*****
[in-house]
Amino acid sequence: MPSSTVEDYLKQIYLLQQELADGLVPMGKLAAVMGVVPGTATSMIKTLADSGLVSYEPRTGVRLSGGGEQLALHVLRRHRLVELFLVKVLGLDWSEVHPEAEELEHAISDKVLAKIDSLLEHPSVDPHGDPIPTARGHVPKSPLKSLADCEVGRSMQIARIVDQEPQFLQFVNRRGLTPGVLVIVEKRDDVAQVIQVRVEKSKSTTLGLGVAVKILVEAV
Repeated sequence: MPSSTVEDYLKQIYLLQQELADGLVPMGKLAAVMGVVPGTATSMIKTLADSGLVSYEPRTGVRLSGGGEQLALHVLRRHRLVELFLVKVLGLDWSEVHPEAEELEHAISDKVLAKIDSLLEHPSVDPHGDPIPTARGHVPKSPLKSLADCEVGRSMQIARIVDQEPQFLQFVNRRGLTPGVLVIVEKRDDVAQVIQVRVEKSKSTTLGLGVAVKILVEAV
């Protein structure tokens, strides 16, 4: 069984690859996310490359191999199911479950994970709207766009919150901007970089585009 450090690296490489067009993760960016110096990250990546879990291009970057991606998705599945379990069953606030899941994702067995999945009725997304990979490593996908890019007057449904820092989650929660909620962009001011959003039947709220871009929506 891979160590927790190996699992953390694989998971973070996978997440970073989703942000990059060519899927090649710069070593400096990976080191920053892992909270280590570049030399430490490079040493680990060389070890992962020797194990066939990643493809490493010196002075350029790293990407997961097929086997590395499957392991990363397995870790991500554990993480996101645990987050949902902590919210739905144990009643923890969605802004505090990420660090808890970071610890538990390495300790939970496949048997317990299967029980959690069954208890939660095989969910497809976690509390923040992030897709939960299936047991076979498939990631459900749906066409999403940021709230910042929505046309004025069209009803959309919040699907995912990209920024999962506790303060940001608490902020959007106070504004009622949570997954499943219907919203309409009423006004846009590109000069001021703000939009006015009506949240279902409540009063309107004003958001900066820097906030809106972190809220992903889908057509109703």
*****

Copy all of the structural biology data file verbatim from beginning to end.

[in-house]
Amino acid sequence: MPSSTVEDYLKQIYLLQQELADGLVPMGKLAAVMGVVPGTATSMIKTLADSGLVSYEPRTGVRLSGGGEQLALHVLRRHRLVELFLVKVLGLDWSEVHPEAEELEHAISDKVLAKIDSLLEHPSVDPHGDPIPTARGHVPKSPLKSLADCEVGRSMQIARIVDQEPQFLQFVNRRGLTPGVLVIVEKRDDVAQVIQVRVEKSKSTTLGLGVAVKILVEAV
Repeated sequence: MPSSTVEDYLKQIYLLQQELADGLVPMGKLAAVMGVVPGTATSMIKTLADSGLVSYEPRTGVRLSGGGEQLALHVLRRHRLVELFLVKVLGLDWSEVHPEAEELEHAISDKVLAKIDSLLEHPSVDPHGDPIPTARGHVPKSPLKSLADCEVGRSMQIARIVDQEPQFLQFVNRRGLTPGVLVIVEKRDDVAQVIQVRVEKSKSTTLGLGVAVKILVEAV
């Protein structure tokens, strides 16, 4: 069984690859996310490359191999199911479950994970709207766009919150901007970089585009 450090690296490489067009993760960016110096990250990546879990291009970057991606998705599945379990069953606030899941994702067995999945009725997304990979490593996908890019007057449904820092989650929660909620962009001011959003039947709220871009929506 891979160590927790190996699992953390694989998971973070996978997440970073989703942000990059060519899927090649710069070593400096990976080191920053892992909270280590570049030399430490490079040493680990060389070890992962020797194990066939990643493809490493010196002075350029790293990407997961097929086997590395499957392991990363397995870790991500554990993480996101645990987050949902902590919210739905144990009643923890969605802004505090990420660090808890970071610890538990390495300790939970496949048997317990299967029980959690069954208890939660095989969910497809976690509390923040992030897709939960299936047991076979498939990631459900749906066409999403940021709230910042929505046309004025069209009803959309919040699907995912990209920024999962506790303060940001608490902020959007106070504004009622949570997954499943219907919203309409009423006004846009590109000069001021703000939009006015009506949240279902409540009063309107004003958001900066820097906030809106972190809220992903889908057509109703």